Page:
There’s a wonderful old black and white Elia Kazan movie starring Richard Widmark called “Panic in the Streets,” which is about the arrival of pneumonic plague in New Orleans. Widmark, playing a US Public Health Service doctor, has to warn people, inoculate them, and convince them to report any suspicious symptoms. But more importantly he has to prevent panic. An unenviable job.
Mike Davis’ book, The Monster at Our Door: The Global Threat of Avian Flu (©2005) suggests that our communities are going to need lots of folks like Widmark's doctor in the next few years as avian flu or some other influenza virus breaks loose and becomes vicious and pandemic.
In addition to the attraction of the book’s 1950s-style murder mystery cover featuring a rabid-looking chicken, the book appeals to me because Davis writes so lucidly. He achieves an appropriate degree of urgency and provocation.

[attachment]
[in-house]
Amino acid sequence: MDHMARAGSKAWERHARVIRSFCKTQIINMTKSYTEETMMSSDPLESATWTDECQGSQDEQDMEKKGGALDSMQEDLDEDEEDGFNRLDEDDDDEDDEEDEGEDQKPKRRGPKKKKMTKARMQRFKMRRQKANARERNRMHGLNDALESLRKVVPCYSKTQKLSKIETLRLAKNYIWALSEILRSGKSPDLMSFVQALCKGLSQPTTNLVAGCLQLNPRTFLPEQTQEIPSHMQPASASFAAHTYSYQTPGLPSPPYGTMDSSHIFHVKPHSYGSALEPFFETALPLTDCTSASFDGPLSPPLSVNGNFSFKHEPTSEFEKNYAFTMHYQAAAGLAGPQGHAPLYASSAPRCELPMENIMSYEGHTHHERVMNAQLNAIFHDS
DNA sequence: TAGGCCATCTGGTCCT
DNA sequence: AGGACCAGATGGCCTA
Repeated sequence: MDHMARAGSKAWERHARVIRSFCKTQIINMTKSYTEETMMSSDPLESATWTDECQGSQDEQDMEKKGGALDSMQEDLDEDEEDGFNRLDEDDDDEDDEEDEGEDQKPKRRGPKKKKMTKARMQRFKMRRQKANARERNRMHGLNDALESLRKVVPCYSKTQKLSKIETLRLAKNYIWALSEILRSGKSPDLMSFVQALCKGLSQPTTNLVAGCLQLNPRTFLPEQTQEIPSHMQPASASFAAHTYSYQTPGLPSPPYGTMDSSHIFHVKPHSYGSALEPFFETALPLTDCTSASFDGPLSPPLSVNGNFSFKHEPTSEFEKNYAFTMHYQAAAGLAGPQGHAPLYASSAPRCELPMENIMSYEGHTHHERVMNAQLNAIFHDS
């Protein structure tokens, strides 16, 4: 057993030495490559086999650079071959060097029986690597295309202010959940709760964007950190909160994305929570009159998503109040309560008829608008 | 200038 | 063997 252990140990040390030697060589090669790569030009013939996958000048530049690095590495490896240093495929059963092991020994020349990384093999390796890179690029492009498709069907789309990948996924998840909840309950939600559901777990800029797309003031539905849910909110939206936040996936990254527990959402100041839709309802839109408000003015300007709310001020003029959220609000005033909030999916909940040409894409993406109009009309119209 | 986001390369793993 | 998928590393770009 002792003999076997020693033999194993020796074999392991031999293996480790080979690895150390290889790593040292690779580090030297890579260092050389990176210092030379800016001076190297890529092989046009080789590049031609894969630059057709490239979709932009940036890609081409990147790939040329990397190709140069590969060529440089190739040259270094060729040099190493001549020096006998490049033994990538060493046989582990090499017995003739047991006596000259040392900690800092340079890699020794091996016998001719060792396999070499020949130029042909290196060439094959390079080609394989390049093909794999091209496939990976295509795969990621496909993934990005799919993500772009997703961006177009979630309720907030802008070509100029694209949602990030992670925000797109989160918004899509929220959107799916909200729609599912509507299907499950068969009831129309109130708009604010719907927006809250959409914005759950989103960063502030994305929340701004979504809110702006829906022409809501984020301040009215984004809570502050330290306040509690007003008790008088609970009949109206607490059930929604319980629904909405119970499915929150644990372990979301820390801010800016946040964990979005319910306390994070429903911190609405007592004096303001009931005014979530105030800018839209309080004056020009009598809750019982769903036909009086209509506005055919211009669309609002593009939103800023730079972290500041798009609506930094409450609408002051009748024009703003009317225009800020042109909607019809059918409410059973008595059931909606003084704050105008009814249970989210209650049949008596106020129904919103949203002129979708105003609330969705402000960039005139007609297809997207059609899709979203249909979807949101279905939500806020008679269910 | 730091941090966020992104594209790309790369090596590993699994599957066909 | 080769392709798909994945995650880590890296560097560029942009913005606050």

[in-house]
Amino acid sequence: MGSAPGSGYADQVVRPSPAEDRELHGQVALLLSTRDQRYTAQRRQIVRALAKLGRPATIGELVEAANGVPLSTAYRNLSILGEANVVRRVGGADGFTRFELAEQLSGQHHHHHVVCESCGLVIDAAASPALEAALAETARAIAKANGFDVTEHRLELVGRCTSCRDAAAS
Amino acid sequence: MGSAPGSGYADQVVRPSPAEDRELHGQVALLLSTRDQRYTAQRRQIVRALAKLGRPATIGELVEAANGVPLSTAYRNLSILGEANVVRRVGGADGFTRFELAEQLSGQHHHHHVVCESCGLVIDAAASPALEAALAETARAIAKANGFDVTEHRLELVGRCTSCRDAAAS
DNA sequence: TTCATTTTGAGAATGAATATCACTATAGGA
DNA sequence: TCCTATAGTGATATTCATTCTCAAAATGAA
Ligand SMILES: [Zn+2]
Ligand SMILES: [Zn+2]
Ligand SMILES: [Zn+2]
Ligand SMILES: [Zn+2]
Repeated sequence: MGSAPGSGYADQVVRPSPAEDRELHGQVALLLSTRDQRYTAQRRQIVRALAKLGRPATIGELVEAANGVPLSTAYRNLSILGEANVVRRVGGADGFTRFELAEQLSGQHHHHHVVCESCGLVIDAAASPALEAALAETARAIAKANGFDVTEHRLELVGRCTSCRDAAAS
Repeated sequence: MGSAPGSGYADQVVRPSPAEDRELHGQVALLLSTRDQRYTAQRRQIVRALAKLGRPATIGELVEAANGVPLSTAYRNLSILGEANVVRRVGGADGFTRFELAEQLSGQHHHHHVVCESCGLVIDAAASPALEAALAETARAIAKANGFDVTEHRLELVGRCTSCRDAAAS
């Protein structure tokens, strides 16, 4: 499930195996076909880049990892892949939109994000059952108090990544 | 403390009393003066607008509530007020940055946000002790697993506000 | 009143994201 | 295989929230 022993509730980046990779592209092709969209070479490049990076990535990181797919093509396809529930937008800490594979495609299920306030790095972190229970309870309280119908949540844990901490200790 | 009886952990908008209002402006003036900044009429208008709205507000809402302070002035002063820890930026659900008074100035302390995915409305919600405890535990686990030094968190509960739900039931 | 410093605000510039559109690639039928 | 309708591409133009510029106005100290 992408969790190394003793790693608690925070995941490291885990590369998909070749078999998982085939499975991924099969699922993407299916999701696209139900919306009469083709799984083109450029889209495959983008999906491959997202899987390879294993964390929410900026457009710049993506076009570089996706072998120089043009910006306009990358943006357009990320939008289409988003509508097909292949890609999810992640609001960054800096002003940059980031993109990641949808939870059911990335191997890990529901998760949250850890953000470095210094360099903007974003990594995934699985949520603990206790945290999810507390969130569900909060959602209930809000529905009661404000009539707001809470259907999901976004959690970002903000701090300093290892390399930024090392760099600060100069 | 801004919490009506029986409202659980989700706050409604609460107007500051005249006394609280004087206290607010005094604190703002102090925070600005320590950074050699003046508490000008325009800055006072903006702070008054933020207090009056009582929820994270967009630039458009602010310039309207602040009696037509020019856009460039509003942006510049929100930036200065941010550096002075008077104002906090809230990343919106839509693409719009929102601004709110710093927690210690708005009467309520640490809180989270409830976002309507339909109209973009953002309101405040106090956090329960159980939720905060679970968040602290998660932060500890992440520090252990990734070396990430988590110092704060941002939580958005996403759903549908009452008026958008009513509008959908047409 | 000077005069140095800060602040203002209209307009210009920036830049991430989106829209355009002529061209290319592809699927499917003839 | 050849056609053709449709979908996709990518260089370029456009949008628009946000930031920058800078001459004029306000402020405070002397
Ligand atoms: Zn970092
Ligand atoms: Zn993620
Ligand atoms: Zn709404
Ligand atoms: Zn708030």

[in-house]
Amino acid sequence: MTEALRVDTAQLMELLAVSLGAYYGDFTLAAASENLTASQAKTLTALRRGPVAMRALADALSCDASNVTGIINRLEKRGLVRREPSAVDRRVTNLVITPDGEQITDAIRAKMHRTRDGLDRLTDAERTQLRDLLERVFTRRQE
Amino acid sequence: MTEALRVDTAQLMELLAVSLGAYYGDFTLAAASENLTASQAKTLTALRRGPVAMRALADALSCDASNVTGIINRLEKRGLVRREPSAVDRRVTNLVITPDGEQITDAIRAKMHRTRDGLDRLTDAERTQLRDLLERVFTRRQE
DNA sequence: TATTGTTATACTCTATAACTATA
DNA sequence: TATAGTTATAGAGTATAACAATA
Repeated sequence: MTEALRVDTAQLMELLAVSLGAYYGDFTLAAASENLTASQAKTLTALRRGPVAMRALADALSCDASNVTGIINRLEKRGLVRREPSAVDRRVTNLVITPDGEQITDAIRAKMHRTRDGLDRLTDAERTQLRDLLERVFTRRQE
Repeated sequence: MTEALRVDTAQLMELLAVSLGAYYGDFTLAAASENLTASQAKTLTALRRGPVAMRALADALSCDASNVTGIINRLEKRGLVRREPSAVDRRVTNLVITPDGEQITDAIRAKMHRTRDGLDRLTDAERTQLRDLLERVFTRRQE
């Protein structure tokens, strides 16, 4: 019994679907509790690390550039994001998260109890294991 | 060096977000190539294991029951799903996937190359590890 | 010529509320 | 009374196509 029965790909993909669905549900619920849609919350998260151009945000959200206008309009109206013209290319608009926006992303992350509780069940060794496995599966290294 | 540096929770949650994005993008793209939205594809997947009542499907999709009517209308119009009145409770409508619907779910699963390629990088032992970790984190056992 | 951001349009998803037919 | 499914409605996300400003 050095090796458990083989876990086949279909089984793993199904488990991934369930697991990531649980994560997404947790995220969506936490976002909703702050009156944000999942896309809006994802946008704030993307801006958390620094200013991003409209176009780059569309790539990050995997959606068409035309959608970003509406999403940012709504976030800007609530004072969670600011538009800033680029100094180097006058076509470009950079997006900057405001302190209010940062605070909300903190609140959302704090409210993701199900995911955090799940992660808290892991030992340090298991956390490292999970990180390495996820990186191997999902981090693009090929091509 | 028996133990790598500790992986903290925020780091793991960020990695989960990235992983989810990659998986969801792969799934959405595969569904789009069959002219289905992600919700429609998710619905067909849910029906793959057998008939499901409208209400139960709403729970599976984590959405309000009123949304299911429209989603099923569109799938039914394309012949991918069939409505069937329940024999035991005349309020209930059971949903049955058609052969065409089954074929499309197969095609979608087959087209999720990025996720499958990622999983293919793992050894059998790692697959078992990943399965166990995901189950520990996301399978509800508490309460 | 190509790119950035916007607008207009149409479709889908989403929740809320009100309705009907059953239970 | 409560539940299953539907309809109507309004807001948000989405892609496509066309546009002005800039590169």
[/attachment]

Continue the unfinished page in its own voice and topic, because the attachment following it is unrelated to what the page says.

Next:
I bought the book because a reviewer said the first chapter, explaining what viruses are and why they mutate so easily, was the best such description he had ever seen anywhere. I agree. You can’t judge the seriousness of the flu problem unless you understand how viruses work.
Davis helps you comprehend how and where influenza is engendered among pigs and waterfowl, how it is spread, and why bird flu is more scary than other flu viruses. After reading this book you can decide for yourself just how dangerous influenza is and is going to be and what you need to be doing about it.